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Yuon: What’s in a xenonym?

A version of this article first appeared in Vietnamese in the online journal Talawas (Autumn 2009)

Someone once said, “To understand others, you must first understand yourself.” We believe that understanding the Khmer language alone and living in Cambodia is necessary but not sufficient to truly open up the Khmer soul to non-Khmers. Khmerness is speaking the language, understanding Khmer idioms, appreciating Khmer jokes and their nuances, and enjoying Khmer music and poetry. It is a feeling that resonates with Khmer people living in Cambodia. Being Khmer should not be synonymous with Pol Pot. The actions that Pol Pot committed are complete anathema to the Khmer soul. A Khmer is someone who is proud of the civilization that Angkor has left as its legacy.

The Khmer have lived under threat of extinction (perhaps even saved by French colonialism), and who have witnessed the disappearance of Khmer territory to their powerful neighbors, Vietnam and Thailand. This is the context within which we write.

As Ronnie Yimsut has elaborated in a 2005 online essay: “These [invader] perceptions about Vietnam are also quite valid, historically speaking. The so-called Kampuchea Krom (area in … southern Vietnam including Ho Chi Minh City and the Mekong delta region), and the former “Kingdom of Champa” (area in northern Vietnam) are two historical examples of successful Vietnamese annexation and expansionism.”

Pol Kang wrote in a 2004 article, “During the period 1813-15, Vietnamese perpetrated the infamous massacre known to every Khmer as prayat kompup te ong. It involved the most barbarous torture technique, in which the Khmer were buried alive up to their neck. Their heads were used as the stands for a wood stove to boil water for the Vietnamese masters.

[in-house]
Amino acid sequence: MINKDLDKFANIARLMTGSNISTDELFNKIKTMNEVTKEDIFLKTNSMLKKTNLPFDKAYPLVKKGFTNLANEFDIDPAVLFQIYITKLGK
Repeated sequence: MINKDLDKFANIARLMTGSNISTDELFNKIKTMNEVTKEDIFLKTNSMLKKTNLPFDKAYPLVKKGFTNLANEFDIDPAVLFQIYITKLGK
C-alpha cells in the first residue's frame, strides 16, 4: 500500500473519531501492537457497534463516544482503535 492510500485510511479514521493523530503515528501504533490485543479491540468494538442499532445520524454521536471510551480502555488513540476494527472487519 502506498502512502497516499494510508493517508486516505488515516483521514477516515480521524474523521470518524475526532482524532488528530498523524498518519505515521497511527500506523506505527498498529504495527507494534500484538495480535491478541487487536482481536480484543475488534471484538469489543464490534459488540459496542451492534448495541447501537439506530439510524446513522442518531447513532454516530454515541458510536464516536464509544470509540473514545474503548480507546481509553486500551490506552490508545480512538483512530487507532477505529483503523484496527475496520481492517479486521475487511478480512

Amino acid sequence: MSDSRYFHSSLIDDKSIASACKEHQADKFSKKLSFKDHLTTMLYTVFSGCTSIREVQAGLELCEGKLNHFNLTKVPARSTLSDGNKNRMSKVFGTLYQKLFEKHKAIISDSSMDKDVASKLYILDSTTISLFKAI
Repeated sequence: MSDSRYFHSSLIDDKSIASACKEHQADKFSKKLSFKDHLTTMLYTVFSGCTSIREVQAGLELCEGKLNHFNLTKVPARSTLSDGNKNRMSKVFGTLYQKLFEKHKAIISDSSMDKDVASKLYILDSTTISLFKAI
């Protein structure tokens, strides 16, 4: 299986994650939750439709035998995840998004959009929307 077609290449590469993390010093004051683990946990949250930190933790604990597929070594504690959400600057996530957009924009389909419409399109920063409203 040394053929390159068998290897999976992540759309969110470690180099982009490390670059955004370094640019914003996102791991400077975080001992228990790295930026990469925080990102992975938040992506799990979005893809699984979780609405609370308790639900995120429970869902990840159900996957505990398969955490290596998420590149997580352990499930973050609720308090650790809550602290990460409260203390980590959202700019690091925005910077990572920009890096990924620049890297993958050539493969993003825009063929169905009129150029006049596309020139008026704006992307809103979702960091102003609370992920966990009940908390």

Let us consider only the issue of language and the word used by Cambodians for the people of Vietnam: yuon. This remains a bone of contention because many non-Khmer have argued that the word is fundamentally racist in common parlance.

The word yuon may have come from the word yueh, what the Mandarin Chinese call Vietnam, yueh nam. The word nam means south in Chinese. Yueh indicates the name of the people of that region. Therefore, yueh means Viet or Vietnamese in Chinese, and yueh nam means the yueh people of the south. In this case, south means south of China. South Vietnam pronounces it yeaknam.

Chou Ta-Kuan (Zhou Daguan), the celebrated Chinese ambassador to Cambodia in the 13th century, indicated in his report that there was already a large population of Chinese settling in Cambodia at that time. He said that the Chinese preferred life in the Khmer Empire because it was easier than in China. There were a lot of Chinese men marrying the native Cambodian women. The word yuon may have derived from the Chinese word yueh to indicate the Vietnamese.

George Coedes, an expert on Southeast Asia, found evidence of the word yuon inscribed in Khmer on a stele dating to the time of the Khmer King Suryavarman I (1002-1050). Adhémar Leclère, a colonial French governor of Cambodia who lived there 25 years, used the word yuon throughout his book Histoire du Cambodge depuit le 1er siècle de notre ère (Librairie Paul Geuthner, 1914: 99, 413, 432, 434, 435, and 469).

While yuon has been equated with the word “savage” by David Roberts in a 2002 article for the Washington Times, in fact, the word savage in Cambodian translates to pourk prey or phnong (which unfortunately also refers to an ethnic hill tribe minority living in Cambodia). Cambodians call Vietnamese yuon the same way they call Indian khleung, Burmese phoumea, French barang and Chinese chen. These are all xenonyms and Khmer transliterations.

When the Vietnamese sometimes call Khmer people ngoi mien (when they should use ngoi campuchia), this is inaccurate because the word mien is the name for a minority group that is not ethnically Khmer. According to the Mien Network (http://www.miennetwork.com/miencommunity/history.html), “The Mien are a sub-group of the Yao in China, and they originated from Southwest China. According to 1995 population figures published by the Tribal Research Institute of Chiang Mai, there are over 40,000 Mien living in 173 villages in Northern Thailand. Larger numbers are found in Laos (85,000) and Vietnam (474,000), with the majority still in China. According to the 1990 census, there are about 2.1 million Yao living in China.”